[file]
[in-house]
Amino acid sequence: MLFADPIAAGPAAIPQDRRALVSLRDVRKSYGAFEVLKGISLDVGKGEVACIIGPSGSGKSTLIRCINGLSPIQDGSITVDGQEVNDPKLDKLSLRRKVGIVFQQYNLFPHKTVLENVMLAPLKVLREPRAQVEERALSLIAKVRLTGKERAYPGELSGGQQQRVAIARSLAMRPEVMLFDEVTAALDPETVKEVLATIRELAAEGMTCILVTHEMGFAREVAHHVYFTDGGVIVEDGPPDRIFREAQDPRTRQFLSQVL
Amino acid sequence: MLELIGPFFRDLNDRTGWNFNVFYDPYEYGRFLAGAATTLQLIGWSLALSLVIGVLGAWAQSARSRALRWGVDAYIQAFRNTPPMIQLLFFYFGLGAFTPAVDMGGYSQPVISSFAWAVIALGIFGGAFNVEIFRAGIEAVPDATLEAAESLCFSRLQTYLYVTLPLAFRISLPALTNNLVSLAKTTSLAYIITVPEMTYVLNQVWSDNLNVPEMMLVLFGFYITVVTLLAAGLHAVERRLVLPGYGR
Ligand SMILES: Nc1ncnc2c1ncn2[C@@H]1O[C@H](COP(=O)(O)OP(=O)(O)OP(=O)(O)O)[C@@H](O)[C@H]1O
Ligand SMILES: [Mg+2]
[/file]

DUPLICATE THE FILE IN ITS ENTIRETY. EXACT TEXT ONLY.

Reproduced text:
[in-house]
Amino acid sequence: MLFADPIAAGPAAIPQDRRALVSLRDVRKSYGAFEVLKGISLDVGKGEVACIIGPSGSGKSTLIRCINGLSPIQDGSITVDGQEVNDPKLDKLSLRRKVGIVFQQYNLFPHKTVLENVMLAPLKVLREPRAQVEERALSLIAKVRLTGKERAYPGELSGGQQQRVAIARSLAMRPEVMLFDEVTAALDPETVKEVLATIRELAAEGMTCILVTHEMGFAREVAHHVYFTDGGVIVEDGPPDRIFREAQDPRTRQFLSQVL
Amino acid sequence: MLELIGPFFRDLNDRTGWNFNVFYDPYEYGRFLAGAATTLQLIGWSLALSLVIGVLGAWAQSARSRALRWGVDAYIQAFRNTPPMIQLLFFYFGLGAFTPAVDMGGYSQPVISSFAWAVIALGIFGGAFNVEIFRAGIEAVPDATLEAAESLCFSRLQTYLYVTLPLAFRISLPALTNNLVSLAKTTSLAYIITVPEMTYVLNQVWSDNLNVPEMMLVLFGFYITVVTLLAAGLHAVERRLVLPGYGR
Ligand SMILES: Nc1ncnc2c1ncn2[C@@H]1O[C@H](COP(=O)(O)OP(=O)(O)OP(=O)(O)O)[C@@H](O)[C@H]1O
Ligand SMILES: [Mg+2]